May all your artistic endeavors be as awesome as David Byrne and Brian Eno's creative partnership:UPDATE: I didn't realize the widget autoplayed. A thousand apologies.
May all your artistic endeavors be as awesome as David Byrne and Brian Eno's creative partnership:UPDATE: I didn't realize the widget autoplayed. A thousand apologies.
H/t to my dad, who sent this to me via e-mail!
While sending off a package, you hear the sound of drumming come from above the book store. You used to work at that book store, you know it's the owners' youngest son playing upstairs in his room.
When you worked there, you'd hear him playing every time you left work. This was years ago, you'd hear him lose time as he tried out a Ringo-style fill, you'd hear him struggling to do a double-stroke roll. Now he plays with confidence. He's no Keith Moon, but he'll do.
Odd, isn't it. That you can mark your time in the neighborhood by how well he can mark time on his kit.
I wrote that Favorite Books post and time delayed it before I picked up and read Play It As It Lays by Joan Didion and whoo boy is that ever on my top books of the year list. It's kind of incredible to have started the year with something as verbose and agile as Infinite Jest and end it with something as stripped away, minimal and blunt-force as Play It As It Lays. Man is it good. And terrifying. And almost kind of traumatic to read. Anyone who likes Mary Gaitskill's Veronica should read it. It's a very different kind of book, but it explores similar themes. And really, Didion's minimalism is a force to be reckoned with.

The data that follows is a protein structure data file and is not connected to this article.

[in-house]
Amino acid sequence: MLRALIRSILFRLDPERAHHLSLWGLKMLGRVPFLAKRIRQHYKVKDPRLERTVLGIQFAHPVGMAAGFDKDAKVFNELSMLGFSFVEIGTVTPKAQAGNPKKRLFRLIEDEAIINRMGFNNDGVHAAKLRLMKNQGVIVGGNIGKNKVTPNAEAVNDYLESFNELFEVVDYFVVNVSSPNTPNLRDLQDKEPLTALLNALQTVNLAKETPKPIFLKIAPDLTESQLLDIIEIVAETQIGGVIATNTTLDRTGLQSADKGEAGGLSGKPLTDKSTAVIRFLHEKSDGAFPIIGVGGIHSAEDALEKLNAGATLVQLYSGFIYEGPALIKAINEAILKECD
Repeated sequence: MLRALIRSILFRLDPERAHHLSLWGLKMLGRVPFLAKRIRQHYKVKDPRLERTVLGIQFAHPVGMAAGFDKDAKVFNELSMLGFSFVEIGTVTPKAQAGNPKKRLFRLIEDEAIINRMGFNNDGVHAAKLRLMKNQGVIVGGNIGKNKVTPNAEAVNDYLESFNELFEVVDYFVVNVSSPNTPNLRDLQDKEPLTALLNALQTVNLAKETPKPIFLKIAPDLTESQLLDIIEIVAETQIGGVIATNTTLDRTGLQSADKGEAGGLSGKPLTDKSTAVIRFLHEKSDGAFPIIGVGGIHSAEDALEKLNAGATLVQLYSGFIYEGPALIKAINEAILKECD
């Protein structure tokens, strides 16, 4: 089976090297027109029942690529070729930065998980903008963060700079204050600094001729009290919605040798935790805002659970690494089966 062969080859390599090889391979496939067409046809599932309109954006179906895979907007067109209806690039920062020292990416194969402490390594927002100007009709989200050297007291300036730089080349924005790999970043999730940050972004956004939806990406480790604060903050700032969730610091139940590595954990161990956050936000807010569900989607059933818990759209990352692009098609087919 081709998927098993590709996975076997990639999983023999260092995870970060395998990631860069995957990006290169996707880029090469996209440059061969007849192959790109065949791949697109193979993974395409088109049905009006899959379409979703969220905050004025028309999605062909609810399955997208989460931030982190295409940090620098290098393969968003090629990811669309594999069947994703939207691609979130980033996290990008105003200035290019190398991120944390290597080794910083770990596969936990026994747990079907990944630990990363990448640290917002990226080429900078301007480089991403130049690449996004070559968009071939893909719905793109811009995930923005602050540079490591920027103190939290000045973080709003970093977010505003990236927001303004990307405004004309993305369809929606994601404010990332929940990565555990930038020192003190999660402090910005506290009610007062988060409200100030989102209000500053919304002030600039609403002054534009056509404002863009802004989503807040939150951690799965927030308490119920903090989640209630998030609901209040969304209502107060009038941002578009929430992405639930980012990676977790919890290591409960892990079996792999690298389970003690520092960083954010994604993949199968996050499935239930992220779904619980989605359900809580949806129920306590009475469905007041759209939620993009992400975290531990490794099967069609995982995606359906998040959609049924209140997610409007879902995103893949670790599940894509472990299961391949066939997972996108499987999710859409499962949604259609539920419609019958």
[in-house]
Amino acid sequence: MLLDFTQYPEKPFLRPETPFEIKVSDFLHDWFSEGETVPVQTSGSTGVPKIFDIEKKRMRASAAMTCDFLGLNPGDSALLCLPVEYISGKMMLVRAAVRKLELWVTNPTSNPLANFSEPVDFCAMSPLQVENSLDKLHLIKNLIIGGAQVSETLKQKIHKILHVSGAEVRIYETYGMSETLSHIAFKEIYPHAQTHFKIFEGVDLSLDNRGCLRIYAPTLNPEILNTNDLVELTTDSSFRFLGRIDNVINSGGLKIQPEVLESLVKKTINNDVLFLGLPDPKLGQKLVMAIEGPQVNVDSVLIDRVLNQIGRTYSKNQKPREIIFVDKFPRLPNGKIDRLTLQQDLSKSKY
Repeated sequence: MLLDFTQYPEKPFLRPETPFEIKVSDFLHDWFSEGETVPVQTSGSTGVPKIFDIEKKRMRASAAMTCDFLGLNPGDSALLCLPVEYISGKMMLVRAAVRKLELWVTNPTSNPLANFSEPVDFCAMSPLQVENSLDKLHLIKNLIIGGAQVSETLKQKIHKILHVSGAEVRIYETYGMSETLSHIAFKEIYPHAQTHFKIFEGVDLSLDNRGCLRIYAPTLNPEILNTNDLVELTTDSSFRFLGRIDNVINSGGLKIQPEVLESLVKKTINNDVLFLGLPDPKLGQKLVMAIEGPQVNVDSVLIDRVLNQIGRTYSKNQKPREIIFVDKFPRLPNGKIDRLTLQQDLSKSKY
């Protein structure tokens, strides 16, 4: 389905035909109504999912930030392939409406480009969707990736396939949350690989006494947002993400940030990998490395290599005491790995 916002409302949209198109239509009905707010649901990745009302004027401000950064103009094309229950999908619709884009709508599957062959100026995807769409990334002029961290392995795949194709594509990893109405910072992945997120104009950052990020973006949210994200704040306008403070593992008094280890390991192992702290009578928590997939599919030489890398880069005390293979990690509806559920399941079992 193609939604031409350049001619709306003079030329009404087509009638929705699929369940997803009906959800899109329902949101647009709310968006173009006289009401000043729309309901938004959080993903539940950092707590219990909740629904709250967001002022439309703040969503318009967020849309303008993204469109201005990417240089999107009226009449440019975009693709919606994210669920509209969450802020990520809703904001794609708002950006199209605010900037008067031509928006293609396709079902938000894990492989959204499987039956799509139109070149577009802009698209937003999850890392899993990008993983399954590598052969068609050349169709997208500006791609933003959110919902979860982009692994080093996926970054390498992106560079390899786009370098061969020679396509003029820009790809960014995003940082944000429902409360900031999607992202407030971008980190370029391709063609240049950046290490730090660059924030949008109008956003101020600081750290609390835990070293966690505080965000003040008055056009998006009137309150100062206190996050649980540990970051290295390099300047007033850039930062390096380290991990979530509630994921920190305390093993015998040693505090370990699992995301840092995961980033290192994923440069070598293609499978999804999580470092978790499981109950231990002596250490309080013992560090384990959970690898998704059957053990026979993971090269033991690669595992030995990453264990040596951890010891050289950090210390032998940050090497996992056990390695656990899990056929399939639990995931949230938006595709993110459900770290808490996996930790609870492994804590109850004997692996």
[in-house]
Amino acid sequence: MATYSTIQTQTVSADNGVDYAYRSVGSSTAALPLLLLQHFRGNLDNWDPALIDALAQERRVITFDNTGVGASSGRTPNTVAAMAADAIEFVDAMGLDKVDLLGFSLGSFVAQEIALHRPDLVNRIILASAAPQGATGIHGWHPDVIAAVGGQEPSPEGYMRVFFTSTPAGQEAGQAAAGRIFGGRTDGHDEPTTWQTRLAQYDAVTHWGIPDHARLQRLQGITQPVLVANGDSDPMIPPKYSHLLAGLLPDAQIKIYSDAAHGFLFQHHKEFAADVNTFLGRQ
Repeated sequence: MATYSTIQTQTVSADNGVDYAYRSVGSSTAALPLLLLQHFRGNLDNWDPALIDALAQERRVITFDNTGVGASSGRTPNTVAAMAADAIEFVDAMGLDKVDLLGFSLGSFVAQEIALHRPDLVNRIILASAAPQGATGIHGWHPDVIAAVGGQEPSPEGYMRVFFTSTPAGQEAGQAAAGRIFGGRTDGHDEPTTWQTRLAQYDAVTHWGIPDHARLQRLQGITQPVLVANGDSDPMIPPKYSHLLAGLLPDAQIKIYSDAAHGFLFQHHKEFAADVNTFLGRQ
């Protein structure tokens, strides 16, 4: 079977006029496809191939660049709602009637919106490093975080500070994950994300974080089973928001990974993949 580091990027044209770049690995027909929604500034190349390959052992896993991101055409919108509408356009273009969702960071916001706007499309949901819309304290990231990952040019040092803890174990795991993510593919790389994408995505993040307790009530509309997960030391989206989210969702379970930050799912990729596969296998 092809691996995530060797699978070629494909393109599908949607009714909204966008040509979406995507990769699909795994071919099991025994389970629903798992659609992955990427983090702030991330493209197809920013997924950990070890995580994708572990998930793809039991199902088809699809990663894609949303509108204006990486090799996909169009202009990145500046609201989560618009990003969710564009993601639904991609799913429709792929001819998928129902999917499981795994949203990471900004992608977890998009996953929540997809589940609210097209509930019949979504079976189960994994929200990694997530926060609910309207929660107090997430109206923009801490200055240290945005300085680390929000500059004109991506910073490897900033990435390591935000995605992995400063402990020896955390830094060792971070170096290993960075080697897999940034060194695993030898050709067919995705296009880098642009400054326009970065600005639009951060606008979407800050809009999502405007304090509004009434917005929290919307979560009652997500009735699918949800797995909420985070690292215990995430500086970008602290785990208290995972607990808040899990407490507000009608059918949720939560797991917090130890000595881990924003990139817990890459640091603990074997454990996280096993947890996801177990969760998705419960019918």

To give just one example... there's a scene where a character's ex-boyfriend breaks into her house while she's away and when she gets back, he's there smoking a cigar in her living room. The scene ends like this:
She could see he was drunk. "I'm going out."
"You aren't going anywhere. Don't tell me no."
"All right," he said. "Fight me. You'll like it better that way anyway."
"What did you come here for." she said at three or four in the morning.
"What I got."
"What did you come here for," she repeated.
"I didn't come here to hurt you, if that's what you mean."
She said nothing.
What makes the scene so startling is that most of what would in a normal novel be the important germane information is contained in a lacuna, in the gap between the two scenes. Most of what you might want to know-- like the level of consent in the sexual encounter between the two characters-- is left out. Much like how a film will tightly frame a shot so as to deny you pertinent information, Didion's prose constantly makes you work to flesh out the scene (in a good way) and is suffused with little mysteries, each more chilling than the last.
Didion had already written two films with her husband at the point, and the above passage in a film would be a jump-cut. What Didion does so skillfully here is translate cinematic techniques into a literary vocabulary. Play It As It Lays doesn't feel like a movie, yet its writing style takes from cinematic form as a way of reexaming how prose can work.